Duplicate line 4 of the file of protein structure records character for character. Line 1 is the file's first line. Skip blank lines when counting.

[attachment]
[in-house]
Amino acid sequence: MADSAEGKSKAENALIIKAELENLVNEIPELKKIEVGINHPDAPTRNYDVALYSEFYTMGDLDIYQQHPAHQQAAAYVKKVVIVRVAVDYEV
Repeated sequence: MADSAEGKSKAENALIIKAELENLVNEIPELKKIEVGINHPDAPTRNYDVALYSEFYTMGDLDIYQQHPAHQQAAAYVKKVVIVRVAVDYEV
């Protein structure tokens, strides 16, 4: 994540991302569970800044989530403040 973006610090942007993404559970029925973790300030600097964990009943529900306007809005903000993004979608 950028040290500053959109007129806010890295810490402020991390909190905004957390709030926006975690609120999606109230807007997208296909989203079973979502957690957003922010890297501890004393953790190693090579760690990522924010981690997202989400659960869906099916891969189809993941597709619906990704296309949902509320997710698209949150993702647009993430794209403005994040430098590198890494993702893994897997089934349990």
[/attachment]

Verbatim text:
């Protein structure tokens, strides 16, 4: 994540991302569970800044989530403040 973006610090942007993404559970029925973790300030600097964990009943529900306007809005903000993004979608 950028040290500053959109007129806010890295810490402020991390909190905004957390709030926006975690609120999606109230807007997208296909989203079973979502957690957003922010890297501890004393953790190693090579760690990522924010981690997202989400659960869906099916891969189809993941597709619906990704296309949902509320997710698209949150993702647009993430794209403005994040430098590198890494993702893994897997089934349990």